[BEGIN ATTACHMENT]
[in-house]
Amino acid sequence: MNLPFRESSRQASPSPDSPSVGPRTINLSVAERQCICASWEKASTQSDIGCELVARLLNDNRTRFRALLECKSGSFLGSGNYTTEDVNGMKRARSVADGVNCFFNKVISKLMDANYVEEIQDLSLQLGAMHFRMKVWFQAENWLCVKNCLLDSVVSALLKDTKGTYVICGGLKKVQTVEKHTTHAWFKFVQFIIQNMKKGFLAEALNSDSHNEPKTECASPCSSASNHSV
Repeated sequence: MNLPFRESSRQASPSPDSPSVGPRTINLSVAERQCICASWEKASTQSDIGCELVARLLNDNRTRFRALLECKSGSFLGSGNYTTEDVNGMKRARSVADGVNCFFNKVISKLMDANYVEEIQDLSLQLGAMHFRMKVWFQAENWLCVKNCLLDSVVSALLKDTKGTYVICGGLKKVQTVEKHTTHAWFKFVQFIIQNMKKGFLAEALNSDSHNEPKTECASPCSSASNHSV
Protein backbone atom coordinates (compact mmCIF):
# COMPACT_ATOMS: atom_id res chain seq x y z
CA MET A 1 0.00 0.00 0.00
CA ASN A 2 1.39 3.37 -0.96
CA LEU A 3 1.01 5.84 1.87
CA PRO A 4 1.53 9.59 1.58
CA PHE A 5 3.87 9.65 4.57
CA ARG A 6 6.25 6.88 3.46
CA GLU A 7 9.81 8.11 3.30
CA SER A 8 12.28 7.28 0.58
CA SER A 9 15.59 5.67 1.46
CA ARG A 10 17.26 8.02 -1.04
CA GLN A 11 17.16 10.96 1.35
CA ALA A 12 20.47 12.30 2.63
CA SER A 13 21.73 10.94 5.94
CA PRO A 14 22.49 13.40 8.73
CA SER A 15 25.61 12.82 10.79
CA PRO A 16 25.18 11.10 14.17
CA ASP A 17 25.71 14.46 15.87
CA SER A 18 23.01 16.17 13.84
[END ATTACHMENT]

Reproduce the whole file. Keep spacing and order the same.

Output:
[in-house]
Amino acid sequence: MNLPFRESSRQASPSPDSPSVGPRTINLSVAERQCICASWEKASTQSDIGCELVARLLNDNRTRFRALLECKSGSFLGSGNYTTEDVNGMKRARSVADGVNCFFNKVISKLMDANYVEEIQDLSLQLGAMHFRMKVWFQAENWLCVKNCLLDSVVSALLKDTKGTYVICGGLKKVQTVEKHTTHAWFKFVQFIIQNMKKGFLAEALNSDSHNEPKTECASPCSSASNHSV
Repeated sequence: MNLPFRESSRQASPSPDSPSVGPRTINLSVAERQCICASWEKASTQSDIGCELVARLLNDNRTRFRALLECKSGSFLGSGNYTTEDVNGMKRARSVADGVNCFFNKVISKLMDANYVEEIQDLSLQLGAMHFRMKVWFQAENWLCVKNCLLDSVVSALLKDTKGTYVICGGLKKVQTVEKHTTHAWFKFVQFIIQNMKKGFLAEALNSDSHNEPKTECASPCSSASNHSV
Protein backbone atom coordinates (compact mmCIF):
# COMPACT_ATOMS: atom_id res chain seq x y z
CA MET A 1 0.00 0.00 0.00
CA ASN A 2 1.39 3.37 -0.96
CA LEU A 3 1.01 5.84 1.87
CA PRO A 4 1.53 9.59 1.58
CA PHE A 5 3.87 9.65 4.57
CA ARG A 6 6.25 6.88 3.46
CA GLU A 7 9.81 8.11 3.30
CA SER A 8 12.28 7.28 0.58
CA SER A 9 15.59 5.67 1.46
CA ARG A 10 17.26 8.02 -1.04
CA GLN A 11 17.16 10.96 1.35
CA ALA A 12 20.47 12.30 2.63
CA SER A 13 21.73 10.94 5.94
CA PRO A 14 22.49 13.40 8.73
CA SER A 15 25.61 12.82 10.79
CA PRO A 16 25.18 11.10 14.17
CA ASP A 17 25.71 14.46 15.87
CA SER A 18 23.01 16.17 13.84